“Moving the Operations Bureau away from a two-patrol division to five will allow a section of officers to be in the community as well as officers who are assigned to a specific patrol beat and a specific area, allowing them to engage with the residents and the business owners in that area,” he points out. The RPD is divided into three Bureaus: Operations, Administration and Community Affairs. The Operations Bureau consists of the Patrol Division, which includes the five patrol sections:

• Lake

• Genesee

• Goodman

• Clinton

• Central

“You want officers out of the cars, you want them stepping into businesses getting to know people, stopping in to say hi, I work this area, and just have a general conversation. It’s hard to hate up close,” he explains as: Getting in a place where we can see each another.

“I think once we begin to see each other, you can begin to understand each other,” Singletary says. “I myself will be engaging with residents in the communities because I believe when any chief of a police department participates within the community policing model on this level shows they care about the residents, that community, and his or her job. So, I think when we see each other, we understand each other better and I think that’s the whole goal of community policing, which is to offer that opportunity to engage. And I think people feel better and are more apt to cooperate with the police if they believe the police are heavily involved in the fight against crime, because people are not going to get involved if they think the police is not winning.”

Let me ask you some pointed concerns of the community.

SOUTHWEST TRIBUNE: Mental Illness is prevalent in our communities and there can be occurrences where patients are physically assaulted by officers using excessive force or killed because the responding officer is not trained with that specific skill set when they arrive on the scene and mistakes a person’s illness for hostility. Is this a concern in your administration?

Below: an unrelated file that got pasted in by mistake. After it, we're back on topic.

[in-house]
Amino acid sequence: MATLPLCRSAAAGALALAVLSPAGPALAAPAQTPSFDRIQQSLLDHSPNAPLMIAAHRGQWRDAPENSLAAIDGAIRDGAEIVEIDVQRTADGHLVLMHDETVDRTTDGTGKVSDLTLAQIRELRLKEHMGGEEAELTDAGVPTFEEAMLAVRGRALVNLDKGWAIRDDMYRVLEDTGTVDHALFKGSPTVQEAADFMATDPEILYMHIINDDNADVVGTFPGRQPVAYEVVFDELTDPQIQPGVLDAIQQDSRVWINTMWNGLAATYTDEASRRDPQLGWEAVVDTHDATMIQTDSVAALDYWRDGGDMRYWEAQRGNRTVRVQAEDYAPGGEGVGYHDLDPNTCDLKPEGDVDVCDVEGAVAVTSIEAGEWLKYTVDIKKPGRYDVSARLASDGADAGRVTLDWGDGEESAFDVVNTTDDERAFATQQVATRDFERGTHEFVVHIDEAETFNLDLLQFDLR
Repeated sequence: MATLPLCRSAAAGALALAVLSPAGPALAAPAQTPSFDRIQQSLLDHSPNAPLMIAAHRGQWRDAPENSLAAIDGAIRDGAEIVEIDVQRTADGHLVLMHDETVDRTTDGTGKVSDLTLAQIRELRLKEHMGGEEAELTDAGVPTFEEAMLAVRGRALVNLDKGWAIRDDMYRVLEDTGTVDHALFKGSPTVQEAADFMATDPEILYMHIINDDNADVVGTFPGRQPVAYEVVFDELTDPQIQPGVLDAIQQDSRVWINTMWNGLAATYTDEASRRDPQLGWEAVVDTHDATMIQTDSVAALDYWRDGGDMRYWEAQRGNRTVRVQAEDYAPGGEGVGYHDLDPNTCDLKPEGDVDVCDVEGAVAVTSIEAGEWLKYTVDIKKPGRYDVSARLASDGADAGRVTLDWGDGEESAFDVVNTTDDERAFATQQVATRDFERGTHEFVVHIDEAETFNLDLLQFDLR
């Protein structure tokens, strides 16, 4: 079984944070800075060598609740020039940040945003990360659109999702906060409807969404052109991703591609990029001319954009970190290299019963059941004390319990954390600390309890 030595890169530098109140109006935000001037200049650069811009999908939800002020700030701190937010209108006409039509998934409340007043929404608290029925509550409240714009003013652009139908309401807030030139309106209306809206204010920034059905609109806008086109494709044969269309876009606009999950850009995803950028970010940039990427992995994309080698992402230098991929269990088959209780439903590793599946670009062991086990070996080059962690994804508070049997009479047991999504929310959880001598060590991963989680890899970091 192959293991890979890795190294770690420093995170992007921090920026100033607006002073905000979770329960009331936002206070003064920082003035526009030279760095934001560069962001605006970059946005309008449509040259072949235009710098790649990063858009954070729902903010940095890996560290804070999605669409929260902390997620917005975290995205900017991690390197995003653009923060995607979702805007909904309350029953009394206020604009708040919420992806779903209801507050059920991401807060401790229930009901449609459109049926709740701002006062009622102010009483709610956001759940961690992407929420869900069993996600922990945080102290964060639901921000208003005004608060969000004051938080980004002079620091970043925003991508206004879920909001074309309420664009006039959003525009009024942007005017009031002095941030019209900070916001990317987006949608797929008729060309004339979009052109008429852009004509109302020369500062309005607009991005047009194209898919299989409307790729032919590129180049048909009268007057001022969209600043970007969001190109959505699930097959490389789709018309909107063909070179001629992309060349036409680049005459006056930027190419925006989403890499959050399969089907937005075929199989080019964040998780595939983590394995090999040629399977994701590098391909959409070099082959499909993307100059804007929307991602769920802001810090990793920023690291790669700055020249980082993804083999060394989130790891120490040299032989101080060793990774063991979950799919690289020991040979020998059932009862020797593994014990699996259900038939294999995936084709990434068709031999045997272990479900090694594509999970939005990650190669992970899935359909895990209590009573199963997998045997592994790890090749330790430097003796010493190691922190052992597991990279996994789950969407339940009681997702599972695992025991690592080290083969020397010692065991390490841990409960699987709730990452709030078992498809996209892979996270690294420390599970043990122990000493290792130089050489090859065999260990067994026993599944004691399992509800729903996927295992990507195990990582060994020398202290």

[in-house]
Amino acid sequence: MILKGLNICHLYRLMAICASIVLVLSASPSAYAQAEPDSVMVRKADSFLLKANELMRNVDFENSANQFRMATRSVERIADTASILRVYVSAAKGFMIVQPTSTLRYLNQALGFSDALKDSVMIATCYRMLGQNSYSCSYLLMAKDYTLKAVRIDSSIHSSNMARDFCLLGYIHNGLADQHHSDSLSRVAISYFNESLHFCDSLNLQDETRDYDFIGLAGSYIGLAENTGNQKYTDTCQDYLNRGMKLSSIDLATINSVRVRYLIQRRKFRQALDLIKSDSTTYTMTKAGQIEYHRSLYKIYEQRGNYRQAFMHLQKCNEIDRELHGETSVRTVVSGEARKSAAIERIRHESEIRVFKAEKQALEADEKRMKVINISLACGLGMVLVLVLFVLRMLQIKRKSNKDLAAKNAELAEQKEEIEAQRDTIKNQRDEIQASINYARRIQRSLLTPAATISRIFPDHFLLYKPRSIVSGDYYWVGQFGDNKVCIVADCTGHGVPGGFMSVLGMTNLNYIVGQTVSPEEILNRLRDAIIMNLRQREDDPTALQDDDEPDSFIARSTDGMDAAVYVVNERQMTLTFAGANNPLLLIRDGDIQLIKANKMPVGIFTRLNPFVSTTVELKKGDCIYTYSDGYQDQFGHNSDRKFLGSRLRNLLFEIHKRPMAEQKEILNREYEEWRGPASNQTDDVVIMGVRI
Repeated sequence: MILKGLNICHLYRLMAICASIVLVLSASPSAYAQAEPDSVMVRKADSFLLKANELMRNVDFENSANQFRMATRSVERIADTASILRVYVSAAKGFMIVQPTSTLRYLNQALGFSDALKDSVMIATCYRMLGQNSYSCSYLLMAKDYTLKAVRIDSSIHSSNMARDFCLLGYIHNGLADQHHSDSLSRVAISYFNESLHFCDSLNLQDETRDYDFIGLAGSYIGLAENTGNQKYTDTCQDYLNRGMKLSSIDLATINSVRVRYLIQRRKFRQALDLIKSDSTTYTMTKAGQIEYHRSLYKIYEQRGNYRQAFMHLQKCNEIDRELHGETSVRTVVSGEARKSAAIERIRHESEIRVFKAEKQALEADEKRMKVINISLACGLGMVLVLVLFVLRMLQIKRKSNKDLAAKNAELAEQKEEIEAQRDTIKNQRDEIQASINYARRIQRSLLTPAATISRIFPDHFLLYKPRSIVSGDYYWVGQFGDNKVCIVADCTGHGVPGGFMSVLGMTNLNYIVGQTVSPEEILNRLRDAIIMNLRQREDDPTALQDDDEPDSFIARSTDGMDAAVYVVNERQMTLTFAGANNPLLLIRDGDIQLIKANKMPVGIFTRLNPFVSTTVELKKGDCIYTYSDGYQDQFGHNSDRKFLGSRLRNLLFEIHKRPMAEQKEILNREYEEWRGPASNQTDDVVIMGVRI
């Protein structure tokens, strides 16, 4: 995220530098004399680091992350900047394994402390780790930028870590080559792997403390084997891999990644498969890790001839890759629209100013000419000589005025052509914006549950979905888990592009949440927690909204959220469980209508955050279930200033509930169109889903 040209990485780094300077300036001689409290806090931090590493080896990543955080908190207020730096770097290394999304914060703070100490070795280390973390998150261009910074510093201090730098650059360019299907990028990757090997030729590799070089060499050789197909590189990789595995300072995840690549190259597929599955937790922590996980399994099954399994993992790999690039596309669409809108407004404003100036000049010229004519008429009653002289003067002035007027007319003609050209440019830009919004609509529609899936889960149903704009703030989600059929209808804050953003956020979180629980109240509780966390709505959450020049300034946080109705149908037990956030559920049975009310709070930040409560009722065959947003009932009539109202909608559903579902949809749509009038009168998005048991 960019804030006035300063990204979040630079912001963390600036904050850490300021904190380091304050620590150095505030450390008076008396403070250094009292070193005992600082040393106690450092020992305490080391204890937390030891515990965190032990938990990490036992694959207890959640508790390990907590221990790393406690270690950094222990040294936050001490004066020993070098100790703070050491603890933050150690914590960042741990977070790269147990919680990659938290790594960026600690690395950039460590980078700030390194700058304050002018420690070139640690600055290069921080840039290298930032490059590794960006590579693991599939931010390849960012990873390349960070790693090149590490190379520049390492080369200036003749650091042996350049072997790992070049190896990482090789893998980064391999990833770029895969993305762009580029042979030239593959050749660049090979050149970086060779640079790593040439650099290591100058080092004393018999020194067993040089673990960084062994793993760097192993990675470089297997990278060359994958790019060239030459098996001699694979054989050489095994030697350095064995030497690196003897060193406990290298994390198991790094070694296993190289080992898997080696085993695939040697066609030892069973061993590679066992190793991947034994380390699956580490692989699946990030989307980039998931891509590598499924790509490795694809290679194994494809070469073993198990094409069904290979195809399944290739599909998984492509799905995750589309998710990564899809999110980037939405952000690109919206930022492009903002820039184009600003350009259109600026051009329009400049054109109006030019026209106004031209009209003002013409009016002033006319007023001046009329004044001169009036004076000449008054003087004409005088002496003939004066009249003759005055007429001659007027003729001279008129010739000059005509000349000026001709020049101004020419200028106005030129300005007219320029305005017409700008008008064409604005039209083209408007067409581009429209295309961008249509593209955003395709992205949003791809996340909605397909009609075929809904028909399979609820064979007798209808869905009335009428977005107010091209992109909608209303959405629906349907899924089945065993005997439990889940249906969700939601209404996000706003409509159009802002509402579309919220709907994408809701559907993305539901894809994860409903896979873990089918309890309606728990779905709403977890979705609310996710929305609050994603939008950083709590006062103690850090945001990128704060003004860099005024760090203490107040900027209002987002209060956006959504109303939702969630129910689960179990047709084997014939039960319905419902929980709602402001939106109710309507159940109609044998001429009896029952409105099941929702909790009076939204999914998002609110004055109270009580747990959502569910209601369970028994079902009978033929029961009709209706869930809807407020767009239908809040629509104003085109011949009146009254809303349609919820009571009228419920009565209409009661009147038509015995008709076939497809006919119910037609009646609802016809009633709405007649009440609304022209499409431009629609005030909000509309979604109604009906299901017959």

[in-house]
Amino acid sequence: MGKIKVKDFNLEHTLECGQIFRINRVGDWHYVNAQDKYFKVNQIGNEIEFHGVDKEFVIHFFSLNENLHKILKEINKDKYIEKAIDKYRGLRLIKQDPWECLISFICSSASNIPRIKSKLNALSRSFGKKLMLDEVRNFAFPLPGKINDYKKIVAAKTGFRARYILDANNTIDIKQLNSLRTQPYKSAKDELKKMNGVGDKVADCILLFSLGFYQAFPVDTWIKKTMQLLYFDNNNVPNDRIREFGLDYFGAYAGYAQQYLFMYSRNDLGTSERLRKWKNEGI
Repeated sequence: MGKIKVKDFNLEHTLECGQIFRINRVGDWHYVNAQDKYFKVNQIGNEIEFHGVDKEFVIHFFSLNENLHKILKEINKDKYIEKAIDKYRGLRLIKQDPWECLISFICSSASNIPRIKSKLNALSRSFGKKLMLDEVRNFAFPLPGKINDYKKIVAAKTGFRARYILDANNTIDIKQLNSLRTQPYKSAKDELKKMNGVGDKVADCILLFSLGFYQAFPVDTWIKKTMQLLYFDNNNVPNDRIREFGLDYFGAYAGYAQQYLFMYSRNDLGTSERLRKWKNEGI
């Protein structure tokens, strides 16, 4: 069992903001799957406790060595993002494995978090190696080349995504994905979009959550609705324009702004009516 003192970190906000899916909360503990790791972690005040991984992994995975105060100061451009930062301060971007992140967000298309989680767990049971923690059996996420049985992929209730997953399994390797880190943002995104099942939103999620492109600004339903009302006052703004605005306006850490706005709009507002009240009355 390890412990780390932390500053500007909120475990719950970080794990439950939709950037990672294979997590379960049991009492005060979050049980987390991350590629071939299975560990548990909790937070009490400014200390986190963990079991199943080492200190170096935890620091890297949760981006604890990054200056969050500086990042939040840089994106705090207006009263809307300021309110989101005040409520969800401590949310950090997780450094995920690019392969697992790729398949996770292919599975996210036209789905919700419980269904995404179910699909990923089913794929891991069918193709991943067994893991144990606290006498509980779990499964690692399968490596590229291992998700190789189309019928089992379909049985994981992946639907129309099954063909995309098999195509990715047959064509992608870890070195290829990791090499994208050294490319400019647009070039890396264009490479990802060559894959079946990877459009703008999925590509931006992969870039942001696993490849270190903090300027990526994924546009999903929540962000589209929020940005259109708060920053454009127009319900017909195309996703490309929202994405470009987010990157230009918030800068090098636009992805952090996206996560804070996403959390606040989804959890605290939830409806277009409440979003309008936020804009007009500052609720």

When time allows an officer to respond with a certain skill set is what we want to happen in a perfect world but sometimes a perfect world doesn’t exist. However, we certainly have individuals who are trained in mental health, who tries to respond and will often respond when situations occur like that. We have a crime intervention team and they are trained to deal with individual support suffering and mental health issues. And we work with a lot of outside entities like the Office of Mental Health. And I believe cultural competency is important in a city that have a majority minority and a considerable number of individuals with mental health issues. So, I want every police officer that come through the academy to have cultural competency training to understand in totality the people they have sworn to serve and protect.